Prior to the audit the officer will do their homework on you the carrier and come in with documentation on your driver and vehicle information from the CSA program. They will know the drivers and the vehicles involved in violations, accidents and out of service violations and will likely request documentation related to those violations.
When providing requested documentation provide exactly what they are asking for and NO more. Far example if they request the hours-of-service documentation on a driver for 5 specified days of a month do NOT give them the entire month of documentation. If they are general in their request then see if you can pin them down to specific days.
These are some of the records that will be requested during a compliance review:
- Proof of financial responsibility (MSC-90 this is for carriers with for-hire authority only)
- Driver qualification and training files
- Drug and alcohol testing policy and records if applicable (CDL drivers only)
- Records of duty status (logs) and supporting documents.
- Inspection and maintenance files (this can include certification for technicians who repair brakes and conduct annual inspections)
- Hazardous materials records if applicable
- Accident registers and copies of accident reports.
- Medical certifications of drivers
What can a carrier expect during a review?
The officer will often begin the review by conducting a brief interview and asking carriers for a tour of the facility. The interview will consist of basic questions about the carrier’s operation and safety and driver training programs.
The process will then shift to reviewing documentation. Carriers should make a table or desk available for the investigator to use during the audit. The investigator will also need access to files, records, and other documentation important to the process. If your files are stored electronically, be prepared to display and/or print them. If you are an Idealease customer and you are notified of a review, contact your Idealease representative immediately so they can have your maintenance files ready at the officer’s request.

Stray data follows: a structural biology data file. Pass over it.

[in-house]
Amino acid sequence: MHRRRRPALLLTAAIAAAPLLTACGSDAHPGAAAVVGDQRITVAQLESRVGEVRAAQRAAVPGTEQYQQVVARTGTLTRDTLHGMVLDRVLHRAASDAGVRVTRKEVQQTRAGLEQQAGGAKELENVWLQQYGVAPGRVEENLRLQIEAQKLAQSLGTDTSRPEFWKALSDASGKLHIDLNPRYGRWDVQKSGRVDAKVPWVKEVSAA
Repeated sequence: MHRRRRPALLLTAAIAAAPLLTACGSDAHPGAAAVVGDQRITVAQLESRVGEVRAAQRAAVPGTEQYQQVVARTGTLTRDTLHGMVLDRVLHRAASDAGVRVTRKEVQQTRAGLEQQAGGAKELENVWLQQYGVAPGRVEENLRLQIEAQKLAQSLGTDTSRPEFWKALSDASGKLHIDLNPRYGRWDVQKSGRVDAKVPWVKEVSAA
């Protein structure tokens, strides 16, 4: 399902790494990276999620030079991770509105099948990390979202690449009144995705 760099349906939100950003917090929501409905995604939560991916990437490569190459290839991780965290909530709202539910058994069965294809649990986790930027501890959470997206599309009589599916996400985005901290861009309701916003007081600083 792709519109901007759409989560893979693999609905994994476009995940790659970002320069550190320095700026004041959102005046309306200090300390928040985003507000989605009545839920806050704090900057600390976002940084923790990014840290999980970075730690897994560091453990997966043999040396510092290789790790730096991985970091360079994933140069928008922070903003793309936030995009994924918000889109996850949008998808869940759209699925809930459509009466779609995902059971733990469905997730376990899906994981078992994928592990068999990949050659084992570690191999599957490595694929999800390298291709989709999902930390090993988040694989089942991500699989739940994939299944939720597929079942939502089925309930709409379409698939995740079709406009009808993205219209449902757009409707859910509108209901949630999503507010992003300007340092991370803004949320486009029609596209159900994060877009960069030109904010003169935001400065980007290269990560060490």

What should carriers do during the process?
The best advice for carriers during the audit process is to be helpful and remain calm. Carriers’ representatives should respond to all requests in a timely manner and be honest with the investigator.
Audits are a stressful time for companies. But panicking when first learning about the audit will only make the experience more difficult. If carriers have the proper management and safety procedures in place, they are on the right path to getting through an audit with success.
Top Audit Violations
The top violations discovered during reviews are included in A & I Online's yearly summaries.
The top five acute regulations in CY 2020 reflected DOT testing and CDL license violations:
1 Allowing driver to drive with suspended/revoked/etc. CDL (383.37A)
2 Failing to implement an alcohol and/or drug testing program (382.115A)
3 Failing to implement random controlled substance or alcohol testing program (382.305)
4 Allowing driver with more than one CDL to drive a CMV (383.37B)
5 Failing to randomly test for drugs and/or alcohol (382.3052)